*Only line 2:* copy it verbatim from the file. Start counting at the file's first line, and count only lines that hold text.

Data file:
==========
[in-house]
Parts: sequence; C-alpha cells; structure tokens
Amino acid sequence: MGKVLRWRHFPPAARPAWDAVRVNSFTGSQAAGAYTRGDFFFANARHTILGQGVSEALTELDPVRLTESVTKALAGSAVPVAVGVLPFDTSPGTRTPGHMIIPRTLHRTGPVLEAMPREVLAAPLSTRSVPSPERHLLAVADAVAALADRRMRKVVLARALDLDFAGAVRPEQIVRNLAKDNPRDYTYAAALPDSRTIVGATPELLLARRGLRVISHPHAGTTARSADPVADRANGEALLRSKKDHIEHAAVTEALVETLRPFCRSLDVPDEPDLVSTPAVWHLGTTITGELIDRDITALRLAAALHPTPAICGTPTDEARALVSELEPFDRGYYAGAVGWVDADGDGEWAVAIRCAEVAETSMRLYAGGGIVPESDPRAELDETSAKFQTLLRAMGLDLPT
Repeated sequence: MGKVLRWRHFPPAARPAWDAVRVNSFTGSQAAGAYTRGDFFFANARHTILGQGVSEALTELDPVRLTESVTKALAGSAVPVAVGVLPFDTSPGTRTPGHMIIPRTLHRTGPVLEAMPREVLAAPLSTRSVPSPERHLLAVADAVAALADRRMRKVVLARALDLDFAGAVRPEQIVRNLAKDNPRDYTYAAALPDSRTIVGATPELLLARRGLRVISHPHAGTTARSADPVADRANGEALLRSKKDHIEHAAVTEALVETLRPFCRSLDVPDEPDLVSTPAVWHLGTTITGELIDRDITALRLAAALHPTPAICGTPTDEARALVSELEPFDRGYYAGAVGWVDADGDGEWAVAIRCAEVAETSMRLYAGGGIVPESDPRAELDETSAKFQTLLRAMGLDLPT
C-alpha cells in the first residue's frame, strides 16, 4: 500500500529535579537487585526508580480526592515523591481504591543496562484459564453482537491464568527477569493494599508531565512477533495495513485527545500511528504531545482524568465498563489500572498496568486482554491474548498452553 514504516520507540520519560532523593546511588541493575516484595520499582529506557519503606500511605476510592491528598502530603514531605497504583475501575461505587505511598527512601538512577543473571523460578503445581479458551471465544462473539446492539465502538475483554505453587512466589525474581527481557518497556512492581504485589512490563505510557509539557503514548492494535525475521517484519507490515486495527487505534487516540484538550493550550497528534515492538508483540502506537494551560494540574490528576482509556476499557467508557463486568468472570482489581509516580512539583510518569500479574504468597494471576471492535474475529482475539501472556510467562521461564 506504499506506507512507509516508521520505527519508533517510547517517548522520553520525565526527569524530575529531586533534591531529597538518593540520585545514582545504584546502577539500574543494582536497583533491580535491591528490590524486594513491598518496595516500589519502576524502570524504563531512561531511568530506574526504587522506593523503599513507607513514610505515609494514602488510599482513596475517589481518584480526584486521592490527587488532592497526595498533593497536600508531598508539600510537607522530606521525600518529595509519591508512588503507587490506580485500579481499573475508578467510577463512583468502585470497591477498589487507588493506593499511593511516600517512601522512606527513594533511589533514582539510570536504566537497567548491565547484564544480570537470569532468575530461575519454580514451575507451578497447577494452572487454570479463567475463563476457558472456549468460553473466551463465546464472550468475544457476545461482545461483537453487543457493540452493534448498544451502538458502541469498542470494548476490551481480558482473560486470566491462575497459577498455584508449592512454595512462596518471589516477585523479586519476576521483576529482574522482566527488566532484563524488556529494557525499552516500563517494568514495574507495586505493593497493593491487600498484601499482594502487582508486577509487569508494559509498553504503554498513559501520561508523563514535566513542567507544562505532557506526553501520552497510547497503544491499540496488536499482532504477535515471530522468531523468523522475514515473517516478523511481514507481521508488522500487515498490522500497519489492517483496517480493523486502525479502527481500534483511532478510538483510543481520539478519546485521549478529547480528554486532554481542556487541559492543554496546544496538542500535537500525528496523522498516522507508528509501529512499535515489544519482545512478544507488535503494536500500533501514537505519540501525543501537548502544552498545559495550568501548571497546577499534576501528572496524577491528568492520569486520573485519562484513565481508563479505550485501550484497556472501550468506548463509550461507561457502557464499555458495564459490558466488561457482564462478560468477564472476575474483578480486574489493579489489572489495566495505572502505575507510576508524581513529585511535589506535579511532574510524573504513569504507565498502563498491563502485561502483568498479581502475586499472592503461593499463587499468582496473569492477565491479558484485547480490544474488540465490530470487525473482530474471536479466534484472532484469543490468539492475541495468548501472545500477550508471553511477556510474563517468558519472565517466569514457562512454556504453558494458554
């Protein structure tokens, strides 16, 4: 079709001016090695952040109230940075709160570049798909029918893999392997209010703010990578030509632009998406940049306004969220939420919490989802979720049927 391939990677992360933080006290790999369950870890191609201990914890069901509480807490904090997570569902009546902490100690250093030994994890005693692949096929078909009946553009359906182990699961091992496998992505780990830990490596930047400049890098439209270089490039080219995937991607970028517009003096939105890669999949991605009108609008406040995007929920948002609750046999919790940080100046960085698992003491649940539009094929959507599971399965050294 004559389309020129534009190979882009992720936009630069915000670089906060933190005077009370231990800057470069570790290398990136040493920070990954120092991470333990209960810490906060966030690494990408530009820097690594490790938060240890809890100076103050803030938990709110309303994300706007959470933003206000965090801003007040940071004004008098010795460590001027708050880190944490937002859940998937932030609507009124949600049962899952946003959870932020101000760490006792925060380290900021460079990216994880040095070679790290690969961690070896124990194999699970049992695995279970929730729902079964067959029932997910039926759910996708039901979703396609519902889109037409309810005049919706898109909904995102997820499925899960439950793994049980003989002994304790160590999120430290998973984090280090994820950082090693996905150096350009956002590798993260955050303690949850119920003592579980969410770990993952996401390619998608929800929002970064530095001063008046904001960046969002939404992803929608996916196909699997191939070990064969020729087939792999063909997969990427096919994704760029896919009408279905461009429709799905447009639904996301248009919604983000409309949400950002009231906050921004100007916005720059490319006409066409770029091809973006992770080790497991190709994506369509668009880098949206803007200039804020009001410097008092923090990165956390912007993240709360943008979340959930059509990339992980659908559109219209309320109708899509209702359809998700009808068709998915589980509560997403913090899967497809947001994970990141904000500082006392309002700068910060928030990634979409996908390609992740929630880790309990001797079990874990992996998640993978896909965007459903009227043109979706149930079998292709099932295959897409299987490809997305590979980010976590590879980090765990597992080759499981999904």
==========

Parts: sequence; C-alpha cells; structure tokens